Ahead of Martin Scorsese’s The Irishman world premiere opening the 57th New York Film Festival on Friday night, the master filmmaker and his leading cast of screen legends Robert De Niro, Al Pacino and Joe Pesci assembled for a NYFF press conference, along with film’s producers Emma Tillinger Koskoff and Jane Rosenthal.

The Irishman World Premiere Opens 57th NYFF. Photo by Dan Rodriguez.

Things we learnt in numbers:

It was a 108 day shoot. There were 117 locations and 309 scenes. Nine cameras were used because of the de-aging technology. Three lenses on each of two cameras used for filming for the de-aging process. Percentage shot on 35mm vs digital: 30%, 70%.

On why it had taken so long to reunite De Niro and Scorsese, the filmmaker said: “Bob and I wanted to work together since we did Casino, which was 1995 and we would check what we were doing…and we never quite connected. When Bob presented the book to me I could see he was very strongly attached to the character…I got Steve Zaillian to come on and write the script about ten years ago I think now. And we talked about Al and Joe being in it.”

De Niro added: “Joe and I would talk about the movie too, and I would talk to Marty and Joe…we went through a long process talking about it, but I’m just happy we all got finally to do it because it did take a long time. The way that Marty was able to do it the way he wanted to do it, we were lucky to have the people to put up the money.”

On getting the budget together Scorsese added: “That was the key, because we couldn’t get the backing for years…and ultimately it was Ted Sarandos. Pablo Helman at Industrial Light & Magic had come up with a solution for the de-aging process that wouldn’t interfere with Bob and Joe and Al talking to each other with helmets on or with tennis balls on their faces. Seriously, I said they’re not going to do it! We made tests a few years ago, but you know it’s a costly experiment, but Ted and everyone at Netflix said they’d go with it and they actually backed the film and financed it and were creatively attuned to us, there was no interference of any kind.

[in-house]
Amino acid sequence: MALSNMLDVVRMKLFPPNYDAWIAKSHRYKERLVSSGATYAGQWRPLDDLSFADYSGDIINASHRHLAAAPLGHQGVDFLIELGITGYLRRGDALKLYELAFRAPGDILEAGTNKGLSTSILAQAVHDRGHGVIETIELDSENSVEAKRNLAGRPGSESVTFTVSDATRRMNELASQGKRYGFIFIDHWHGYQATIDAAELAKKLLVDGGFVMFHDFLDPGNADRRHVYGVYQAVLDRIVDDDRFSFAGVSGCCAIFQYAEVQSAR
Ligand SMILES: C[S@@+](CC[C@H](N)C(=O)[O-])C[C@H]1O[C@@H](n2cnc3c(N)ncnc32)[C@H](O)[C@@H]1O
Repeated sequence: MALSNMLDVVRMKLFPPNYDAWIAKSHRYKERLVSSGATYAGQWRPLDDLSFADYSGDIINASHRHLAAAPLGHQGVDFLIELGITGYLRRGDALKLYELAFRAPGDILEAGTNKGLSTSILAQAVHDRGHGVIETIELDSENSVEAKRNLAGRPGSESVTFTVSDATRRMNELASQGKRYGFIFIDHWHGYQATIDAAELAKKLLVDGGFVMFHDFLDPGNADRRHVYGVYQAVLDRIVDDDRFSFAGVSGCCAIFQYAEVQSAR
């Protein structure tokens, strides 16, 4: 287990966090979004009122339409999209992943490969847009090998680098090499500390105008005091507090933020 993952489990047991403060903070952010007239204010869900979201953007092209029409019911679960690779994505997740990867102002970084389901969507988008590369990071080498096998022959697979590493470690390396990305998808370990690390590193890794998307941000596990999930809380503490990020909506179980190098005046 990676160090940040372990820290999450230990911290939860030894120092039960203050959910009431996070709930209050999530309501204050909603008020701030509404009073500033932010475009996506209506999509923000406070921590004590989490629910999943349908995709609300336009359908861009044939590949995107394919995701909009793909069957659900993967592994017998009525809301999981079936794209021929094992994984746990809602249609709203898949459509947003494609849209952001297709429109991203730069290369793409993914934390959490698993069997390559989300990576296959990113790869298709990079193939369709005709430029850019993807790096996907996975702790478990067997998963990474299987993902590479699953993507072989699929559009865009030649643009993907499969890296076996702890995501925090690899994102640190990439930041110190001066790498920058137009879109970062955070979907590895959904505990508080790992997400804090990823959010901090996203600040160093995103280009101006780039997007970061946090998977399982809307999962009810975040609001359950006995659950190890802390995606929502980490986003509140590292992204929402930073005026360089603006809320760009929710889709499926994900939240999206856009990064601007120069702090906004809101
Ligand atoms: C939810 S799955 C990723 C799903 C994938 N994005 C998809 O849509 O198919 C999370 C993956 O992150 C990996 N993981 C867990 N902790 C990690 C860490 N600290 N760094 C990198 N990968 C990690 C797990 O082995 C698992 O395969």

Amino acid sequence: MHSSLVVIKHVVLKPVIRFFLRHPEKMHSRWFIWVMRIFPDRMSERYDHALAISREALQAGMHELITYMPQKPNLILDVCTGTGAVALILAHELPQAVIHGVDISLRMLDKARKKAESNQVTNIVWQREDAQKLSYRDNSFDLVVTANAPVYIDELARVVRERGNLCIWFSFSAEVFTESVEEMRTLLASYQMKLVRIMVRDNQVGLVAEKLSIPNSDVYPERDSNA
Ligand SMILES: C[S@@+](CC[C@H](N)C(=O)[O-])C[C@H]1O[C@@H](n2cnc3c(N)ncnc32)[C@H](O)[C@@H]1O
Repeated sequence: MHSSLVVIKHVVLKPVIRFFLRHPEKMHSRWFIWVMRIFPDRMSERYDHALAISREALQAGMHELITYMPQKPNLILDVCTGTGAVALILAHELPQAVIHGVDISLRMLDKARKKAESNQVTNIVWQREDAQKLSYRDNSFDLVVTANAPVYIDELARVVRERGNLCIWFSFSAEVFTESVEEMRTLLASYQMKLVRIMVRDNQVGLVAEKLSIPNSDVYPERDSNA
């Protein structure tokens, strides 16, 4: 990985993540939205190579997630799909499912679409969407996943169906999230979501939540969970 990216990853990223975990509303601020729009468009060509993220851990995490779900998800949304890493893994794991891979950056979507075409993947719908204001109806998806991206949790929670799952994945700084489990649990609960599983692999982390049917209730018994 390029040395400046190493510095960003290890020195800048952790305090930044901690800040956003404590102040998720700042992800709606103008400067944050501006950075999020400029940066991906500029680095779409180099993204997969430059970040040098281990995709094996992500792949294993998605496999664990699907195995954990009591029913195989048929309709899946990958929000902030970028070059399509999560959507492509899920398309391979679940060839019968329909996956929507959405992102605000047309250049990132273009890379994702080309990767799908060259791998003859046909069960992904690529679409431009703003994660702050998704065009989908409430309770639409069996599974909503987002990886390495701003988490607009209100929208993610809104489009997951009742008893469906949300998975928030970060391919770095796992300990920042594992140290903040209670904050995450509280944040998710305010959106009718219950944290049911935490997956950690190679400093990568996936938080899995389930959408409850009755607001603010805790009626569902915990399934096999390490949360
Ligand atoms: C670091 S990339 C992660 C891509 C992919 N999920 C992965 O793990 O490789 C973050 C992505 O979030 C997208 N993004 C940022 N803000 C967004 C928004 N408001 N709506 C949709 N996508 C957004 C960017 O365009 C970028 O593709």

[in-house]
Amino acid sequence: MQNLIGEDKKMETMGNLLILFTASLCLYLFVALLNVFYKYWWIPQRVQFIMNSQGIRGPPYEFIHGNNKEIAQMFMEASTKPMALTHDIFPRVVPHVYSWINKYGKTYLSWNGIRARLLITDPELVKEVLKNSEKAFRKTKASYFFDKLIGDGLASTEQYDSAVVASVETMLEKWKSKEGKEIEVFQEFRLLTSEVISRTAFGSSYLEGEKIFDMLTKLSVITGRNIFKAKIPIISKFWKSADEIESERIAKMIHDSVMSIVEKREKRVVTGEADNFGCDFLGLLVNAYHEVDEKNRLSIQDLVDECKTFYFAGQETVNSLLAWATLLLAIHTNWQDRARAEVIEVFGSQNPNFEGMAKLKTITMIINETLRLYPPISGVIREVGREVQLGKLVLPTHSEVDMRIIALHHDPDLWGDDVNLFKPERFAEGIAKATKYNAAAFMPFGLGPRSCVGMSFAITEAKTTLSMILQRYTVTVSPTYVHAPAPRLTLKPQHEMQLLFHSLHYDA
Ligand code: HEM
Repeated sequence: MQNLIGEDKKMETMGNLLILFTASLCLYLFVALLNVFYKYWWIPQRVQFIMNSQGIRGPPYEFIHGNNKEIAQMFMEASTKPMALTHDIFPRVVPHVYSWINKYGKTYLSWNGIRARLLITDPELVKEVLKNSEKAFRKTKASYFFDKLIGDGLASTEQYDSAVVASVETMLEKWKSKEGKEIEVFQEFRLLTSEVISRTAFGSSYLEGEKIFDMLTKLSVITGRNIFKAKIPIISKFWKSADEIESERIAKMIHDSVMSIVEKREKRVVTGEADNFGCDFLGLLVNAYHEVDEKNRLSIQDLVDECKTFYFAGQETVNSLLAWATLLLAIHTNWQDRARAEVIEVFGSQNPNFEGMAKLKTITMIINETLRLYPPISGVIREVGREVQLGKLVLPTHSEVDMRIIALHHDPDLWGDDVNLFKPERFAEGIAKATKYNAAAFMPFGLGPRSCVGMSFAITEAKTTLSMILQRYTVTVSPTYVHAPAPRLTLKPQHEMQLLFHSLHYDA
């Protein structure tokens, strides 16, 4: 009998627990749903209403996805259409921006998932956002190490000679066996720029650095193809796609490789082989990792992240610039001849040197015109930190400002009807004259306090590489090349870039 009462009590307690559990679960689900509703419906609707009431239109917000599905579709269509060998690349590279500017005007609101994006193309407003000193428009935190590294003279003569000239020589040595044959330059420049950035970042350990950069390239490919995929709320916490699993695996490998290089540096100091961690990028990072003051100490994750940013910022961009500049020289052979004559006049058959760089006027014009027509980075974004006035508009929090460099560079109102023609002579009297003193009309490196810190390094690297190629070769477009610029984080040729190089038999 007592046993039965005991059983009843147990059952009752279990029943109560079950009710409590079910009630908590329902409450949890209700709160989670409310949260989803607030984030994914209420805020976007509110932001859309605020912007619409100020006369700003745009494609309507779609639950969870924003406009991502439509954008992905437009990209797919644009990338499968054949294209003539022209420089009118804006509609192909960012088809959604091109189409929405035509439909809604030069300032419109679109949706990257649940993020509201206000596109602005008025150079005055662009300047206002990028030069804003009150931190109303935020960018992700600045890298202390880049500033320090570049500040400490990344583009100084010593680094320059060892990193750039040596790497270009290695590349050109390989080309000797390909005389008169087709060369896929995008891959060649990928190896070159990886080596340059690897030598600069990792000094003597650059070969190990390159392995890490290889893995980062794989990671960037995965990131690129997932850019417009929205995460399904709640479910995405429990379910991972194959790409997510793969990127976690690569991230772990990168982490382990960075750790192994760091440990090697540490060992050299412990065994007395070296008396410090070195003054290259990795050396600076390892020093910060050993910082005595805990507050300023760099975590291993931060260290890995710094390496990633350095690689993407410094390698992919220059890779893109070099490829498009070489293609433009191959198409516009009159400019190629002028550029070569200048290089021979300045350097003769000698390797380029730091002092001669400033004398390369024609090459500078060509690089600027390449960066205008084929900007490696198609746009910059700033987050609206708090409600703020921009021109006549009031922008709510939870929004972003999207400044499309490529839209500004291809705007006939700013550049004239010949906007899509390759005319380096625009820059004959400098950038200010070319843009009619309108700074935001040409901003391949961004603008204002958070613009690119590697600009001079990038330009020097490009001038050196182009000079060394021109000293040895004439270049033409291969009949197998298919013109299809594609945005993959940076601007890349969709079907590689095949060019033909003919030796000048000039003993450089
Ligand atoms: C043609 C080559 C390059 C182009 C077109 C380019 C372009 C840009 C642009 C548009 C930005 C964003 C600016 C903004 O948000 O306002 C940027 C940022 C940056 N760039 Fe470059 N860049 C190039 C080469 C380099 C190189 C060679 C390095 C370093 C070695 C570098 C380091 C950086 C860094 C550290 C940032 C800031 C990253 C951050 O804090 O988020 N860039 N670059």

“The point is, it was necessarily an interesting hybrid in a way, how you balance between what a film is and what is viewed at home or in a theatre, and in a theatre, or not in a theatre at all, only at festivals. All of this, we’re now in an extraordinary time of change but when it comes down to it, ultimately I felt and Bob felt. the picture had to be made for ourselves really.”

On remaining close to De Niro, Scorsese revealed: “As you get older, people grow differently at times and you grow separate away from each other, this was not the case, we kept coming back, coming back, we still have a kind of a telepathic way of working together, that goes for Joe too. It’s my first time working with Al finally!”

Pacino said his initially reaction to seeing De Niro de-aged in the test footage was: “He’s such a great actor, wow. He’s Meryl Streep!”

On what De Niro joked when he first saw himself in the de-aged footage: “I could extend my career another 30 years!”

On working with the de-aging technology Scorsese said: “You’re sculpting this whole thing, it’s like living models in a way. Plus the truth of how they’re interpreting. It’s an extraordinary experience.”

Watch the full press conference here:

The Irishman opened the 57th New York Film Festival on Friday 27th September 2019. For more details on the movie head to netflix.com/TheIrishman. The NYFF runs in New York City until 13th October.